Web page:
BENSON v. ASSET ACCEPTANCE, LLC, AS ASSIGNEE OF CITIBANK, U.S.A., N.A.
This appeal results from our grant of Sandra Benson's application for interlocutory review of the trial court's denial of her summary judgment motion in a suit on open account brought against her by Asset Acceptance, LLC (“Asset Acceptance”), as assignee of Citibank, U.S. A., N.A. (“Citibank USA”). Benson contends that she was entitled to summary judgment in her favor because Asset Acceptance failed to present evidence showing that it was a real party in interest entitled to bring this suit against her. We agree and therefore reverse.
The doctrine of privity of contract requires that only parties to a contract may bring suit to enforce it. A party may assign to another a contractual right to collect payment, including the right to sue to enforce the right. But an assignment must be in writing in order for the contractual right to be enforceable by the assignee. Further, the writing must identify the assignor and assignee.
(Citations and punctuation omitted.) Wirth v. Cach, LLC, 300 Ga.App. 488, 489 (685 S.E.2d 433) (2009). In this case, the record shows that Citibank (South Dakota), N.A. (“Citibank South Dakota”) issued a Diner's Club credit card to Benson. It also shows that Citibank USA assigned its rights under certain accounts to Asset Acceptance. It fails to demonstrate, however, that Citibank South Dakota assigned its rights in Benson's account to Citibank USA or that Citibank USA otherwise acquired the rights to Benson's account with Citibank South Dakota.1 Accordingly, the trial court erred by denying Benson's motion for summary judgment grounded upon a lack of evidence that Asset Acceptance was the real party in interest. Hutto v. CACV of Colorado, 308 Ga.App. 469(1) (707 S.E.2d 872) ( 2011); Green v. Cavalry Portfolio Svcs., 305 Ga.App. 843, 844 (700 S.E.2d 741) (2010); Wirth, supra, 300 Ga.App. at 489–491.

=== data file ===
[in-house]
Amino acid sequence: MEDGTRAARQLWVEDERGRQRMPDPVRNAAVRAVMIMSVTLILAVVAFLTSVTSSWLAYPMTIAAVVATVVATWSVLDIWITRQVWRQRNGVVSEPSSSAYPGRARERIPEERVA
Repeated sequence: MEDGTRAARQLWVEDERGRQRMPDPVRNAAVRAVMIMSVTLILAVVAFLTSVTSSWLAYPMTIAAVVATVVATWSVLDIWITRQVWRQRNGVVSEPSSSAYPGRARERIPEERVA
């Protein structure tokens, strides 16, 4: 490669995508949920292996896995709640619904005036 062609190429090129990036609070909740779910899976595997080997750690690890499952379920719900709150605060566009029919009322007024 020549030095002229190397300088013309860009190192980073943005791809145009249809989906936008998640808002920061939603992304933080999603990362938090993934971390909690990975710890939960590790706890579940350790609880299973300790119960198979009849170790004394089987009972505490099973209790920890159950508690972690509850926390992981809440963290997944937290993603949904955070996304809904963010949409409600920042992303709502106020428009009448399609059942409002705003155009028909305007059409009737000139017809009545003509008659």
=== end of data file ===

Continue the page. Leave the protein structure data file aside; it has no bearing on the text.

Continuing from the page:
Judgment reversed. Mikell and Dillard, JJ., concur.
1. FN1. Asset Acceptance submitted an affidavit from one of its lawyers stating that he found a public record during “research” titled “Community Reinvestment Act Performance Evaluation.” A portion of this 11–page document states, “Then, Citibank USA acquired all of the ․ Diner's Club activities of affiliate Citibank (South Dakota), N. A.” We cannot rely on the hearsay within this unauthenticated document to establish that Citibank USA acquired an interest in Benson's Diner's Club account held by Citibank South Dakota. See McKinley v. State, 303 Ga.App. 203, 208(2) (692 S.E.2d 787) (2010). “Evidence offered on motion for summary judgment is held to the same standards of admissibility as evidence at trial, and evidence inadmissible at trial is generally inadmissible on motion for summary judgment.” (Citation, punctuation and footnote omitted.) Latimore v. City of Atlanta, 289 Ga.App. 85, 86(2) (656 S.E.2d 222) (2008).
Smith, Presiding Judge.